An episode is an outstanding incident.   The occurrence suddenly falls “upon” the course of normal events and is contained (has a beginning, middle and end) inside a larger story.  Both terms, episode and epilepsy, presume an event taking place within a continuing story-line.  

As an epileptic I can tell you that seizures have that effect of suddenly falling “upon”  your life.  Not only does the episode of a seizure have a physiological beginning, middle and end (losing consciousness, convulsions, gaining consciousness)  it also has a setting.  There are physical surroundings to a seizure.  It happens at a particular time.  The witnesses have thoughts and feelings and they act upon them.  The epileptic is engaged in an activity before a seizure occurs (watching a movie, driving, or holding a baby).   All of these elements inform a potential story-line of that episode of an epileptic seizure.  In fact “episode” is also a medical term. Neurologists use it to refer to a specific seizure.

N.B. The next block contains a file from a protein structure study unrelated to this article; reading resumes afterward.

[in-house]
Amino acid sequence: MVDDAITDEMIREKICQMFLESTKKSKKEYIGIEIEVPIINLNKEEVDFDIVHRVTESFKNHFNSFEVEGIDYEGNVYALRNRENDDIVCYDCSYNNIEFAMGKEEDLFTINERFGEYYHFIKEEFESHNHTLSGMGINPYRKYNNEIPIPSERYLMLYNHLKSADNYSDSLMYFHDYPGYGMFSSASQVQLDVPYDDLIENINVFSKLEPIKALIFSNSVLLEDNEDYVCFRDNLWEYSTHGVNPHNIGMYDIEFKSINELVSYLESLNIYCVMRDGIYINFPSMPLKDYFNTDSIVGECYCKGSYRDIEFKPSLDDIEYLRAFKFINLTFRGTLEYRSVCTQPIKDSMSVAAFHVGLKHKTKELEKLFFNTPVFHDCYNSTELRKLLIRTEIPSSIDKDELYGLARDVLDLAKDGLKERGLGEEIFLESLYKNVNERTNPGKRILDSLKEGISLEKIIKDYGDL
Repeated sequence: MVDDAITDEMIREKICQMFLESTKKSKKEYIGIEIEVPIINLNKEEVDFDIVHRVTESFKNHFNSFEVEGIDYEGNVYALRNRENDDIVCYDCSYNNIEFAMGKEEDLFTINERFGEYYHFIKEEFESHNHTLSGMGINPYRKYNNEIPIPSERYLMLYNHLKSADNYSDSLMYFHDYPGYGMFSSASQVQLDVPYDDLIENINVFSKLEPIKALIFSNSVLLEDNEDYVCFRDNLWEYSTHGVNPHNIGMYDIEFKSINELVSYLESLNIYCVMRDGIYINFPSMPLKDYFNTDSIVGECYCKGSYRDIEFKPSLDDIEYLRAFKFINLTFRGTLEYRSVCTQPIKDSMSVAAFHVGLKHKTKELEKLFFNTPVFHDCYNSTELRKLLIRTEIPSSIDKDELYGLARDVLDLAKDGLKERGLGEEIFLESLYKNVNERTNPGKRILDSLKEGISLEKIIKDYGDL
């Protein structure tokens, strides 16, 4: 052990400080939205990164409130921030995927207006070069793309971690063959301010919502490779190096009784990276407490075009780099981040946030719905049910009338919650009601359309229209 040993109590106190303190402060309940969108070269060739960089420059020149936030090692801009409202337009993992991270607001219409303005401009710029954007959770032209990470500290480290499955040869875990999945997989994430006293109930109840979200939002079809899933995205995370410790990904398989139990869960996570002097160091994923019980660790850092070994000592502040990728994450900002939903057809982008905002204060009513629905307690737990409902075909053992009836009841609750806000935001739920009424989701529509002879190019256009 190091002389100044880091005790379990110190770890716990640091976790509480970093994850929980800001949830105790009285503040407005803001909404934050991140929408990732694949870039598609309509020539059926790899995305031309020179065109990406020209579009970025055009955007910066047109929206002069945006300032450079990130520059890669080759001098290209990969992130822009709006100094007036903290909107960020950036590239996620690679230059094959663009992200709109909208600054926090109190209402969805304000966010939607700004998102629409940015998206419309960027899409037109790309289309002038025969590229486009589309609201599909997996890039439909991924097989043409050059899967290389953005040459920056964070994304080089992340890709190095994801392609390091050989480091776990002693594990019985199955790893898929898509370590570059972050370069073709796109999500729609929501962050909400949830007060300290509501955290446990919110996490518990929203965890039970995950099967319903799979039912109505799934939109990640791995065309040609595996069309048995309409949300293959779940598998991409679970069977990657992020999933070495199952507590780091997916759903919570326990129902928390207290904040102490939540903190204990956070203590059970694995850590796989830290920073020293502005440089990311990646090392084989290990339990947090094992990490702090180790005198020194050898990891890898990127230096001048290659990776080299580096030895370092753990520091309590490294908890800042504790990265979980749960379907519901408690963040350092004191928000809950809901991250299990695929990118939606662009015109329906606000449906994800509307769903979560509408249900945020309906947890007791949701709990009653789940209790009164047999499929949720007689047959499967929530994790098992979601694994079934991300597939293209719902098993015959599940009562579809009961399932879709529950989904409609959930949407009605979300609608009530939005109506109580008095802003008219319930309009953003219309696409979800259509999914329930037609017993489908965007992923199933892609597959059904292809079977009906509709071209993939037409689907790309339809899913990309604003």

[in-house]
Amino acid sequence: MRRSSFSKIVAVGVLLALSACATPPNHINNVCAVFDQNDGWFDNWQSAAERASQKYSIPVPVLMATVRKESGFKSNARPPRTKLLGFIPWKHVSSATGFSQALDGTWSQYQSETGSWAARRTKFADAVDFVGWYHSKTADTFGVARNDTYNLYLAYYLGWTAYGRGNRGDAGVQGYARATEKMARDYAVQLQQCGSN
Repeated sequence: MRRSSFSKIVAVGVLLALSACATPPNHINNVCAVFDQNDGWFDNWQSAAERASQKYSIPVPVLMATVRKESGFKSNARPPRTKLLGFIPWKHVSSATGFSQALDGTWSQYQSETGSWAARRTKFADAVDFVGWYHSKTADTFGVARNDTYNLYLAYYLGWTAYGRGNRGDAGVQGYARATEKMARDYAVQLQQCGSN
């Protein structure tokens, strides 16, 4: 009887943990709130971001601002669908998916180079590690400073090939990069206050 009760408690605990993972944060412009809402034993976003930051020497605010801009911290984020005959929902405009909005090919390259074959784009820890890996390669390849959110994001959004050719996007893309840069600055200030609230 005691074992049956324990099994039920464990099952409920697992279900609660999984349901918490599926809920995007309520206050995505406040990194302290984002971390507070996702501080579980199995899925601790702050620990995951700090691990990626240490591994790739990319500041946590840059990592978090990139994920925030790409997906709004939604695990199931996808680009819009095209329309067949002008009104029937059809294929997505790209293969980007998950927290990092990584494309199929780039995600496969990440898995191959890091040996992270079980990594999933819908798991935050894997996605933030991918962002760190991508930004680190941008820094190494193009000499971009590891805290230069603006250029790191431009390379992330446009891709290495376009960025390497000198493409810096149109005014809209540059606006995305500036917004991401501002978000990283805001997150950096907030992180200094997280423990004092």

So the subject of your novel, epilepsy,  is linked to the style in which you wrote it?